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209. Scene between Alexander the Great and

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N° 145. TUESDAY, MARCH 14, 1709-10,

Nescio quis teneros oculus mihi suscinat agnos.

Virg. Ecl, iii, 109, Ah! What ill eyes bewitch my tender lambs?

White's Chooolate-house, March 13, Tuis evening was allotted for taking into con, sideration a late request of two indulgent parents, touching the care of a young daughter, whom they design to send to a boardiny-school, or keep at home, according to my delerinination; but I am diverted from that subject by letters which I have received from several ladies, complaining of a certain seçt of professed enemies to the repose of the fair sex, called Oglers. These are, it seems, gentlemen who look with deep attention on one object at the playhouses, and are ever staring all round thein in churches, It is urged by my correspondents, that they do all that is possible to keep their eyes off these insnarers; but that, by what power they know not, both their diversions and devotions are interrupted by them in such a manner, as that they


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eyes are fixed

cannot attend to either, without stealing looks at the persons whose


them. By this means, my petitioners say, they find themselves grow insensibly less offended, and in time enamoured of these their enemies. What is required of me on this occasion is, that as I love and study to preserve the better part of mankind, the females, I would give them some account of this dangerous way of assault; against which there is so little defence, that it lays ambush for the sight itself, and makes them seeingly, knowingly, willingly, and forcibly, go on to their own captivity.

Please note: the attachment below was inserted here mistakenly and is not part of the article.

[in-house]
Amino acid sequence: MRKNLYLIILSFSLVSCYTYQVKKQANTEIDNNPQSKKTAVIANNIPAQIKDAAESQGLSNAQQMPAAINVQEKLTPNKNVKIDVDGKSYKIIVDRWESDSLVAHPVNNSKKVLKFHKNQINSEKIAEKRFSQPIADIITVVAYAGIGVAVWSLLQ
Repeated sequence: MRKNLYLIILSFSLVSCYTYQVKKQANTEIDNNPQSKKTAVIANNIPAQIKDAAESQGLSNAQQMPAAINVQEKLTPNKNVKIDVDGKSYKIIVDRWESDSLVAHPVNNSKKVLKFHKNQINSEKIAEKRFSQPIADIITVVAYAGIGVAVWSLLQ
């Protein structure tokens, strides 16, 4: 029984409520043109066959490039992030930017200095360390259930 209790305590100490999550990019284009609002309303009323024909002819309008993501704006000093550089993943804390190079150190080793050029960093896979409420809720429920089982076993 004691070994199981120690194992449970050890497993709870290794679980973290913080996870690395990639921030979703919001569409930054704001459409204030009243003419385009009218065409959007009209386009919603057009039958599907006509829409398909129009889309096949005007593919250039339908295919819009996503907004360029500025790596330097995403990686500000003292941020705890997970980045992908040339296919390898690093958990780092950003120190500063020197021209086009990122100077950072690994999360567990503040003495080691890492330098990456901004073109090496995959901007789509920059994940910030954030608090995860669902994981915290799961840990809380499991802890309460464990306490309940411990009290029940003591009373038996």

This representation of the present state of affairs between the two sexes gave me very much alarm; and I had no more to do, but to recollect what I bad seen at any one assembly for some years last past, to be convinced of the truth and justice of this remonstrance. If there be not a stop put to this evil art, all the modes of address, and the elegant embellishments of life, which arise out of the noble passion of love, will of necessity decay. Who would be at the trouble of rhetoric, or study the bon mien, when bis introduction is so much easier obtained by a sudden reverence in a down-cast look at the meeting the eye of a fair lady, and beginning again to ogle her as soon as she glances another way? I remember very well, when I was last at an opera, I could perceive the eyes of the whole audience cast into particular cross angles one upon another, without any manner of regard to the stage, though king Latinus was himself present when I 'made that observation. It was then very pleasant to look into the hearts of the whole company; for the balls of sight are so formed, that one man's eyes are spectacles to another to read his heart with. The most ordinary beholder can take notice of any

violent agitation in the mind, any pleasing transport,

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